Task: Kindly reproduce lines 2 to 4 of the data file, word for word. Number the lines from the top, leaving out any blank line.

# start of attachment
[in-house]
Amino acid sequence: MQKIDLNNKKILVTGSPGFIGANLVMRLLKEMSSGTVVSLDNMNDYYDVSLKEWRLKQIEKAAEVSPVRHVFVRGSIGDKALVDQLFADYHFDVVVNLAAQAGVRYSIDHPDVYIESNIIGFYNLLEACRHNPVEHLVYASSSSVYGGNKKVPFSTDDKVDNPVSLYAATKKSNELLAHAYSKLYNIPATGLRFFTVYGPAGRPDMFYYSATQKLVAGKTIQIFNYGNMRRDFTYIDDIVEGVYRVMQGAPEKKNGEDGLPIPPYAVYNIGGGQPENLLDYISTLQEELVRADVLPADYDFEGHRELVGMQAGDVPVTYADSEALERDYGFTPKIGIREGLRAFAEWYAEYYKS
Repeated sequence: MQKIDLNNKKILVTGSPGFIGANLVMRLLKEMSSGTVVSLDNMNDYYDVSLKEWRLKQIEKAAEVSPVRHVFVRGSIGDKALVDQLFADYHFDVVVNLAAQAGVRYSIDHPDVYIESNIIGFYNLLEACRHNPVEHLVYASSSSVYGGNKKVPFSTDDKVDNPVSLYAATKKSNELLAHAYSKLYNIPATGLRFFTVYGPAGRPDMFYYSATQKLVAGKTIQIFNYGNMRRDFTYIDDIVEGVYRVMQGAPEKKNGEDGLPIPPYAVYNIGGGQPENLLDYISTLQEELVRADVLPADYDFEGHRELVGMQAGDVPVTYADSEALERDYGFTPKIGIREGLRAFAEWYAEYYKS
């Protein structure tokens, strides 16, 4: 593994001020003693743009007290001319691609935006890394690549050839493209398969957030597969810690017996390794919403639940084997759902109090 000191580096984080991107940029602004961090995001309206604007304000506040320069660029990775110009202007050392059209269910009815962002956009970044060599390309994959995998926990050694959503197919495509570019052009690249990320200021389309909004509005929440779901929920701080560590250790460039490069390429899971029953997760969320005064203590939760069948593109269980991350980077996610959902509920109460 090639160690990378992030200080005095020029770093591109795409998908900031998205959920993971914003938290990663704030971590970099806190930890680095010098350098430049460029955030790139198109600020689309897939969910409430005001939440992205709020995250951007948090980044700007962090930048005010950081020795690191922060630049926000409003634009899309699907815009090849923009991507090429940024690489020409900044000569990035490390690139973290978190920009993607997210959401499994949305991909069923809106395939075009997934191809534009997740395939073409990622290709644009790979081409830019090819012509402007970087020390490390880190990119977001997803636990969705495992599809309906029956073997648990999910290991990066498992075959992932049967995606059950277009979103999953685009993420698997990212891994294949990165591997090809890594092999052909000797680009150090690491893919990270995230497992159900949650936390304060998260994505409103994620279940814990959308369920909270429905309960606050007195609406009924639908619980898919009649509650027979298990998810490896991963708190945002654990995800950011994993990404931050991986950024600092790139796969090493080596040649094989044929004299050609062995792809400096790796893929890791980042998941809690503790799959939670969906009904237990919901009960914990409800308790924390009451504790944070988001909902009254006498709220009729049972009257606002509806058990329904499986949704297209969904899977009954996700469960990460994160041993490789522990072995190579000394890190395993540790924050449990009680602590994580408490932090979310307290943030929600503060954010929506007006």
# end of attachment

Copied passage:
Amino acid sequence: MQKIDLNNKKILVTGSPGFIGANLVMRLLKEMSSGTVVSLDNMNDYYDVSLKEWRLKQIEKAAEVSPVRHVFVRGSIGDKALVDQLFADYHFDVVVNLAAQAGVRYSIDHPDVYIESNIIGFYNLLEACRHNPVEHLVYASSSSVYGGNKKVPFSTDDKVDNPVSLYAATKKSNELLAHAYSKLYNIPATGLRFFTVYGPAGRPDMFYYSATQKLVAGKTIQIFNYGNMRRDFTYIDDIVEGVYRVMQGAPEKKNGEDGLPIPPYAVYNIGGGQPENLLDYISTLQEELVRADVLPADYDFEGHRELVGMQAGDVPVTYADSEALERDYGFTPKIGIREGLRAFAEWYAEYYKS
Repeated sequence: MQKIDLNNKKILVTGSPGFIGANLVMRLLKEMSSGTVVSLDNMNDYYDVSLKEWRLKQIEKAAEVSPVRHVFVRGSIGDKALVDQLFADYHFDVVVNLAAQAGVRYSIDHPDVYIESNIIGFYNLLEACRHNPVEHLVYASSSSVYGGNKKVPFSTDDKVDNPVSLYAATKKSNELLAHAYSKLYNIPATGLRFFTVYGPAGRPDMFYYSATQKLVAGKTIQIFNYGNMRRDFTYIDDIVEGVYRVMQGAPEKKNGEDGLPIPPYAVYNIGGGQPENLLDYISTLQEELVRADVLPADYDFEGHRELVGMQAGDVPVTYADSEALERDYGFTPKIGIREGLRAFAEWYAEYYKS
């Protein structure tokens, strides 16, 4: 593994001020003693743009007290001319691609935006890394690549050839493209398969957030597969810690017996390794919403639940084997759902109090 000191580096984080991107940029602004961090995001309206604007304000506040320069660029990775110009202007050392059209269910009815962002956009970044060599390309994959995998926990050694959503197919495509570019052009690249990320200021389309909004509005929440779901929920701080560590250790460039490069390429899971029953997760969320005064203590939760069948593109269980991350980077996610959902509920109460 090639160690990378992030200080005095020029770093591109795409998908900031998205959920993971914003938290990663704030971590970099806190930890680095010098350098430049460029955030790139198109600020689309897939969910409430005001939440992205709020995250951007948090980044700007962090930048005010950081020795690191922060630049926000409003634009899309699907815009090849923009991507090429940024690489020409900044000569990035490390690139973290978190920009993607997210959401499994949305991909069923809106395939075009997934191809534009997740395939073409990622290709644009790979081409830019090819012509402007970087020390490390880190990119977001997803636990969705495992599809309906029956073997648990999910290991990066498992075959992932049967995606059950277009979103999953685009993420698997990212891994294949990165591997090809890594092999052909000797680009150090690491893919990270995230497992159900949650936390304060998260994505409103994620279940814990959308369920909270429905309960606050007195609406009924639908619980898919009649509650027979298990998810490896991963708190945002654990995800950011994993990404931050991986950024600092790139796969090493080596040649094989044929004299050609062995792809400096790796893929890791980042998941809690503790799959939670969906009904237990919901009960914990409800308790924390009451504790944070988001909902009254006498709220009729049972009257606002509806058990329904499986949704297209969904899977009954996700469960990460994160041993490789522990072995190579000394890190395993540790924050449990009680602590994580408490932090979310307290943030929600503060954010929506007006």